Friday, June 10, 2016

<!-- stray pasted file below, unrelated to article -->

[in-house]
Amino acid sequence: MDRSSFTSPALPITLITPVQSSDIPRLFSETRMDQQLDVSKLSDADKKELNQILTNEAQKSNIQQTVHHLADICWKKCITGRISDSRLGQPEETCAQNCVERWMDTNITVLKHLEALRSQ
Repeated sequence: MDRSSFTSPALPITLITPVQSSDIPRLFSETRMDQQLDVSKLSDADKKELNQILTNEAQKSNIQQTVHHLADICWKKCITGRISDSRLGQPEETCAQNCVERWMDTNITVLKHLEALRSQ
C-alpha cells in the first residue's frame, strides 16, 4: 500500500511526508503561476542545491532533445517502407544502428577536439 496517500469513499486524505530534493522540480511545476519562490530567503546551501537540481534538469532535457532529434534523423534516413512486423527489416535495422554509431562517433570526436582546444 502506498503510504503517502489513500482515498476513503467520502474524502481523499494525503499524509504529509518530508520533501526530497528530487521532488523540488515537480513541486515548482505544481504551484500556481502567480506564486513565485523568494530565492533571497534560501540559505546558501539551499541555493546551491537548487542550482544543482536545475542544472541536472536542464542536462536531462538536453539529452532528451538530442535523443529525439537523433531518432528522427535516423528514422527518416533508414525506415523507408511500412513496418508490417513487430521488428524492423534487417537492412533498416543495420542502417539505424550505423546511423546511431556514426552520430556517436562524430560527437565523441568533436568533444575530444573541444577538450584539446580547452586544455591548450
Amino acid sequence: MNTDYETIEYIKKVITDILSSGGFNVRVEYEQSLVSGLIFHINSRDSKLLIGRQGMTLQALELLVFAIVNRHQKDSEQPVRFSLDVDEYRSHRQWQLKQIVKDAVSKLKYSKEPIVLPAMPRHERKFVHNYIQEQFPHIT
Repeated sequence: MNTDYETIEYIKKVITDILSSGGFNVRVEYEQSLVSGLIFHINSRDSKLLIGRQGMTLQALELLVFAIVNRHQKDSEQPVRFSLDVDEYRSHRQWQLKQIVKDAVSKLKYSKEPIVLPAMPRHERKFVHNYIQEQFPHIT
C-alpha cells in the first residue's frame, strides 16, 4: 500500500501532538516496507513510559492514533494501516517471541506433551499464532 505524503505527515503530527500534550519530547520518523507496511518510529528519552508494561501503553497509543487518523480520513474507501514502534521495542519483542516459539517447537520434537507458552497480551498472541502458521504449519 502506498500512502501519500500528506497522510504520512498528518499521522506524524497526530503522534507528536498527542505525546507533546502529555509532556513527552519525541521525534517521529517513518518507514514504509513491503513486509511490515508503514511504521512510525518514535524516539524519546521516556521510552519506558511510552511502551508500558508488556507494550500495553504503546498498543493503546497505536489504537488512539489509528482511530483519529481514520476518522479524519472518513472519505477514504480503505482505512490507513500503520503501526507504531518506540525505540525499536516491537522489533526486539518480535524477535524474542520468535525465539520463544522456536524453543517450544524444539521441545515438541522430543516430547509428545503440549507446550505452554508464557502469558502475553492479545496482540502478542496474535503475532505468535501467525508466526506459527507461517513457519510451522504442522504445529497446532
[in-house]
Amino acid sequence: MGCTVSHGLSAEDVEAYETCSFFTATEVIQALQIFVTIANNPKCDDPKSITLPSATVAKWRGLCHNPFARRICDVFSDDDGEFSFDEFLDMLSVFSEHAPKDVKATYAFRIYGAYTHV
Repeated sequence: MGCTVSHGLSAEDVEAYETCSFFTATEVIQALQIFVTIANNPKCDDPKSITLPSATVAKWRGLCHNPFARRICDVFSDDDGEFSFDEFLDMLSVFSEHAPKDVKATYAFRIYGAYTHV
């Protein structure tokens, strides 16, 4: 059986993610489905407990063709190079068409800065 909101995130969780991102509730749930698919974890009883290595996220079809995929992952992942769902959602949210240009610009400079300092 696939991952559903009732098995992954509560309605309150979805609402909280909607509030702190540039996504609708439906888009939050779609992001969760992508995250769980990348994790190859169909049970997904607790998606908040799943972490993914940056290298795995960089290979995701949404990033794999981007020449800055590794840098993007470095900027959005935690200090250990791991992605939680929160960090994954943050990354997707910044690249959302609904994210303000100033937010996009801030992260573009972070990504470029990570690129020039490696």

This week’s parsha – which starts The Book of Bamidbar – is Bamidbar. It talks a lot about the different things with the different parts of the Jewish People. I think that all this stuff teaches us something: Just like there are different Tribes in Israel, and every one of them has a special thing about them, so too, there are different Jews, and we all have different talents. But, just like the Tribes, we must all use our different talents to serve Hashem. There are even different groups of Judaism, such as Chassidim, Ashkenazim, Sephardim, etc. And, just like the Jews from Reuven recognized that they were, yes, from a different Tribe than ones from, say, Shimon, the entire People were still all together as a whole! Every Jew is supposed to treat each other well, and stay together as a People. Just because we have different sects of Judaism, it shouldn’t, Chas V’Shalom/Hashem forbid cause us to lose our togetherness with the rest of the Jewish People. The Tribes didn’t let the fact that they were from different Tribes than others get in the way of staying together as a people. And we need to all learn from them!!! This is very important for everybody to remember. Just because we hold different customs than another Jew, and they hold different ones than another, doesn't mean we have to dislike, stay away from, or mistreat each other. We are all different people, but we are also all part of one People. It is kind of like if we have a brother who thinks differently than us. He is still our brother! It doesn't matter about the difference in thinking. So too, all Jew are our brothers and sisters, and we must treat them so! Remember this! Another thing: Parshas Bamidbar a lot of times comes right before Shavuos (like this year). There must be a reason for that. So HaRav Moshe Feinstein zt"l explains a nice connection between Parshas Bamidbar and Shavuos: He explains that, as we know, in this parsha, the Jewish People is counted. And, coming into Shavuos, we might start thinking about the fact that, maybe we just don’t matter. But, no. The counting of every single Jew teaches us that we all matter. Every single Jew matters. Now on to the parsha: The first passuk/verse is: ‘Vayi’daber Hashem el Moshe, BaMidbar Sinai, bi’Ohel Moeid, bi’echad lachodesch hasheini, bashana hasheinis, li’tzeisam mei’Eretz Mitzraim leimor/And Hashem spoke to Moshe, in the Wilderness of Sinai, in the Tent of Meeting, on the first of the second month, of the second year from their going out from the land of Egypt, saying.’